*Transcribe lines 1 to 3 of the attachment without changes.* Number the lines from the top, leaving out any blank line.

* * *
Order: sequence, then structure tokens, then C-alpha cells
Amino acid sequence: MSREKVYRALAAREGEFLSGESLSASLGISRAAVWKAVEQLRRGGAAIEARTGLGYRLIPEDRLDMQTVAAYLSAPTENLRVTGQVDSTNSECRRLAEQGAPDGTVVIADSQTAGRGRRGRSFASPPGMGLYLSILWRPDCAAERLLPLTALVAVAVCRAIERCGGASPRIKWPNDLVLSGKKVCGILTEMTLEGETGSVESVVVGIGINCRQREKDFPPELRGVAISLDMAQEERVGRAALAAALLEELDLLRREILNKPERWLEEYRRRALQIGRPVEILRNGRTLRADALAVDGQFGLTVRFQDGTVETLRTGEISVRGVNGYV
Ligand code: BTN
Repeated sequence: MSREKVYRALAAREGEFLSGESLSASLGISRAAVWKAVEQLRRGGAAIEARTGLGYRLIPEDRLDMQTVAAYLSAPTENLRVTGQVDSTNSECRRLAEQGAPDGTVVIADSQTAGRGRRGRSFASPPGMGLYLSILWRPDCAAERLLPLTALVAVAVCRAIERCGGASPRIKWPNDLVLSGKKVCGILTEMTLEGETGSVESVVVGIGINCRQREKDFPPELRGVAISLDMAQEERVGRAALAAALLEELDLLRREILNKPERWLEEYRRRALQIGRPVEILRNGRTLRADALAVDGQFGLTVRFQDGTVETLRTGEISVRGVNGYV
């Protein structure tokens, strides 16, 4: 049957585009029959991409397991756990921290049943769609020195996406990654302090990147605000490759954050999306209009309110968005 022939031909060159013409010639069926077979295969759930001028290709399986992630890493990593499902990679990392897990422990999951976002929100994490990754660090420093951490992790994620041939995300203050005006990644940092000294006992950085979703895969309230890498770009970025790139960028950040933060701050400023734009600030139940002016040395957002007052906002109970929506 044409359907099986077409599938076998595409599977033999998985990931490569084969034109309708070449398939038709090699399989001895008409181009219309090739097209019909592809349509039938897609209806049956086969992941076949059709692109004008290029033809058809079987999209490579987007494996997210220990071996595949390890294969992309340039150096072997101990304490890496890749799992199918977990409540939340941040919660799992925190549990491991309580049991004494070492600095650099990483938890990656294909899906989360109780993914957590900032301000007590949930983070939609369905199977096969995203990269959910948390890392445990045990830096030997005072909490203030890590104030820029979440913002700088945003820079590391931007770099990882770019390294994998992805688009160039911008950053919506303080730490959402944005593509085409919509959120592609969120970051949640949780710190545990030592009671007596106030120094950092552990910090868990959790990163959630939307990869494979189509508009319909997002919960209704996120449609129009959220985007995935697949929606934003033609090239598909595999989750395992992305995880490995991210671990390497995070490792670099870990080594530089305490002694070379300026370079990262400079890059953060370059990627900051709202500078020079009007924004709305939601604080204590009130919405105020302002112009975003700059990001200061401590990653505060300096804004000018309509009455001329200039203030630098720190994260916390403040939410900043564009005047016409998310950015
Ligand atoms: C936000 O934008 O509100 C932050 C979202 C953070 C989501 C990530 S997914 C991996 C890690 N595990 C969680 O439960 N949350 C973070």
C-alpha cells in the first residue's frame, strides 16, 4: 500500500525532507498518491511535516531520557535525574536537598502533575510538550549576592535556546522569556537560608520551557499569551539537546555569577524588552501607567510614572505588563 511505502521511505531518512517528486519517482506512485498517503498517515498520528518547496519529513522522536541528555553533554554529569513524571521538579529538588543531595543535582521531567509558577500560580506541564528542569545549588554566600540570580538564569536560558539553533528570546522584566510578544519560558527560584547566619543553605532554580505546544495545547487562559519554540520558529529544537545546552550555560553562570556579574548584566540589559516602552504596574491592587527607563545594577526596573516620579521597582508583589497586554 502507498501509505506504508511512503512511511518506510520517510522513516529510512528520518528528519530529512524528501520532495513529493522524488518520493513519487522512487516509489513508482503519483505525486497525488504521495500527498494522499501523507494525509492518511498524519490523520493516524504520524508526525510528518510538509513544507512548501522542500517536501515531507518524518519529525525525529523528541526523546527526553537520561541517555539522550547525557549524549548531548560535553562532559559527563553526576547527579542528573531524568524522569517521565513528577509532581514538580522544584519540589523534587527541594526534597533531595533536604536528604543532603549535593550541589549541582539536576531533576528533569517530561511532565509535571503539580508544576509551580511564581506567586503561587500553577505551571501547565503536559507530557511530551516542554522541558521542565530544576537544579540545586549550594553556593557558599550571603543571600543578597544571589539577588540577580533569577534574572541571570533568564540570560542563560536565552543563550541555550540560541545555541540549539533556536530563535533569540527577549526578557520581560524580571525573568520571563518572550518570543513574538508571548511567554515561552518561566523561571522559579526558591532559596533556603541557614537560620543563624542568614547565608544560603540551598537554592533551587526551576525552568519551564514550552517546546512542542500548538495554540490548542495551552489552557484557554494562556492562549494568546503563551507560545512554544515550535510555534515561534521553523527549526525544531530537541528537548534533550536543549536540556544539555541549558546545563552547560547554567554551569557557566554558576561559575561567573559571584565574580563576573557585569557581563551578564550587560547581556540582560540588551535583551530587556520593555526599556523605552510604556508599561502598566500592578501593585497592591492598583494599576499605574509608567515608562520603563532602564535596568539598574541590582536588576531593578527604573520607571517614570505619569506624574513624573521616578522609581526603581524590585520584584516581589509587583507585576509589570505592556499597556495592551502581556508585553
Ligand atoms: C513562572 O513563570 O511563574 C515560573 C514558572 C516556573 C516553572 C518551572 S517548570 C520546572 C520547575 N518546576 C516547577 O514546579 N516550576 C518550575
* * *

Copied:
Order: sequence, then structure tokens, then C-alpha cells
Amino acid sequence: MSREKVYRALAAREGEFLSGESLSASLGISRAAVWKAVEQLRRGGAAIEARTGLGYRLIPEDRLDMQTVAAYLSAPTENLRVTGQVDSTNSECRRLAEQGAPDGTVVIADSQTAGRGRRGRSFASPPGMGLYLSILWRPDCAAERLLPLTALVAVAVCRAIERCGGASPRIKWPNDLVLSGKKVCGILTEMTLEGETGSVESVVVGIGINCRQREKDFPPELRGVAISLDMAQEERVGRAALAAALLEELDLLRREILNKPERWLEEYRRRALQIGRPVEILRNGRTLRADALAVDGQFGLTVRFQDGTVETLRTGEISVRGVNGYV
Ligand code: BTN